Daylesford Botanic Gardens on Wombat Hill

 

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It was an absolutely delightful autumn day when I visited Daylesford Botanic Gardens on Friday, the 10th of April.

It was the last day of the term school holidays and the majority of visitors were puffing up the look out tower to take in the views of the town and surrounding countryside.

The shape and steepness of Wombat Hill suggest it is of volcanic origin but neither the brochure about the gardens nor a cursory scan of google gave any information about the hill’s origins.

I spent a lazy day wandering around the garden taking photographs, lunching among the tomatoes of the cafe’s kitchen garden and drawing.

 

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 Katie and I had our feet firmly on the ground as we admired the views.

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 The glowing, dappled light shining through the leaves of the elm drive was bewitching.

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This is a sight I am unlikely to see in Castlemaine – a holly tree full of berries. Hollies grow well in Daylesford with its cold, damp climate.

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10 Responses

  1. I have a friend who grew up around Daylesford so I have seen a few pictures before. None of the Botanic Gardens though. How lovely it is in Autumn with the changing leaves and the dappled light. Your pictures make it very enticing! Your sketch is beautiful, Margaret. Thanks for sharing this lovely walk. It looked like a glorious day. 🙂

    • Yes Jane, The day was as perfect as an autumn day can be.
      My mother’s family lived on a farm in Little Hampton and my mother attended Daylesford High School.

      When I was young, Daylesford was a decrepit, dying spa town and the Botanic Gardens, a shadow of their former glory.

      But Daylesford’s fortunes changed and my grandparents would have difficulty recognising the bustling tourist town it is again. Daylesford is packed on weekends. Sunday trading is certainly a boon with parking hard to come by in the main street.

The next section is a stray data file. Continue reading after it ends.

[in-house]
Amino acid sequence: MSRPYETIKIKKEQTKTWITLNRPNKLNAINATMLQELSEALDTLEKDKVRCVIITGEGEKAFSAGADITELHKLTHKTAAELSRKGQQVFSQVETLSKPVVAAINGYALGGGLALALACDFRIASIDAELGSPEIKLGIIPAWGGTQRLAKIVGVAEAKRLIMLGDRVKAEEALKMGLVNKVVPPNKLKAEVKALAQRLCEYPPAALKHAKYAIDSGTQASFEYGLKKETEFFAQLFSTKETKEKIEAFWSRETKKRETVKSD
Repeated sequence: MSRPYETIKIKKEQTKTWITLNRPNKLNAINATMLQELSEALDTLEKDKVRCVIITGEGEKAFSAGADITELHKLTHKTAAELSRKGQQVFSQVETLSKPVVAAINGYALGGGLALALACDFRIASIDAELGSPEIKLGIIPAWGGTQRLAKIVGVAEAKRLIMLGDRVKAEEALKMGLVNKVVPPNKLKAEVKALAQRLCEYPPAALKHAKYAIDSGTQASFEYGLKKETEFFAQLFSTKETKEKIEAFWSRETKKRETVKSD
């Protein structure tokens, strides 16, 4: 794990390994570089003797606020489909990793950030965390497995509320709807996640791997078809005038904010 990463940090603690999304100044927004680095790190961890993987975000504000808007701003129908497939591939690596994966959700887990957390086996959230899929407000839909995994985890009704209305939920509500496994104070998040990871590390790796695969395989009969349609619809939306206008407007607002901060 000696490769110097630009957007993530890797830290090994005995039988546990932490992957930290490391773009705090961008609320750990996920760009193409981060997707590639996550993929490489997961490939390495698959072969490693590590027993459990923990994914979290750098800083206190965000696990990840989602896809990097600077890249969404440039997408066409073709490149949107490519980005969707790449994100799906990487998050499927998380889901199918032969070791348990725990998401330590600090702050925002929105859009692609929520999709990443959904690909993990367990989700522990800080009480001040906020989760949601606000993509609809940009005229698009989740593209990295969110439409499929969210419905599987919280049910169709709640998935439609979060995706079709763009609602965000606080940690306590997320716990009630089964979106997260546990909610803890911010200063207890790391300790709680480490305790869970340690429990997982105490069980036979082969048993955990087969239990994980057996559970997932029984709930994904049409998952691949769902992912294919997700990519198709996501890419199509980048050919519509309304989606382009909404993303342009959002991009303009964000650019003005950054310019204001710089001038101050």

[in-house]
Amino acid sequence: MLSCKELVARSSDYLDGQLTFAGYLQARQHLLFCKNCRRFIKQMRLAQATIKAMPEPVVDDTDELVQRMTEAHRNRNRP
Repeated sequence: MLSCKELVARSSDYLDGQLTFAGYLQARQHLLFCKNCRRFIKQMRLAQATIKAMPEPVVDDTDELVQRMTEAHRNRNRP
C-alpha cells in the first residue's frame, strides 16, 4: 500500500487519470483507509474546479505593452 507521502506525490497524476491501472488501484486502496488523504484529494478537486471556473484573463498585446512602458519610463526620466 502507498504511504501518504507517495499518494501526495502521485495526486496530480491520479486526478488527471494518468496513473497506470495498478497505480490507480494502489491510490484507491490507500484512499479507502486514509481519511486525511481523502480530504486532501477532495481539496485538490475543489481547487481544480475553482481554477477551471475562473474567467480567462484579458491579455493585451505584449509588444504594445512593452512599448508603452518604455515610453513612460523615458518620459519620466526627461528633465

2. Oh I love your use of the word, “bewitching”. That perfectly describes the willowy branches of the trees and the dappled light cast down through the canopy of leaves. Your drawing is beautiful… it is so much like the woodlands where I live!

    • I am glad you like the drawing, Lori. It was a pleasure making the drawing on such a beautiful day.

      The Botanic Garden certainly has a northern hemisphere feel due to the original choice of trees planted.

  3. Isn’t it lovely when autumn tempers the heat of our Aussie summers and you get to see things without having to sweat through your eyelids. I love it when the leaves fall. It makes me happier than I would have ever thought possible and Earl loves acorns 🙂

    • Hi Fran, Yes, autumn has its own special magic.

      It has been so dry here, the trees coloured early and have been in a hurry to shed their leaves to conserve water.

      This week it seems winter has been in a hurry to arrive – with cold winds and our first decent rain for a while.

      I agree acorns have their attractions. My nieces and nephews used to collect them when they were younger. Katie will play with acorns but prefers my pinecone collection.

      • We have been cold here for over a month now. Our cold weather hit as soon as autumn arrived but we have been awfully dry as well. We had a spot of rain the other day and I was jumping up and down for joy. More forecast for Saturday but I am not holding my breath. We are going to redesign Sanctuary to mostly water wicked beds to make sure we don’t waste water next year in a big over winter redesign.

  4. Fran, It looks like you and Steve are going to be very busy over the TAFE semester break. I bet you both will be out scavenging for the materials to make the new beds over the next few months.

  5. Congratulations with your beautiful photos and interesting post.

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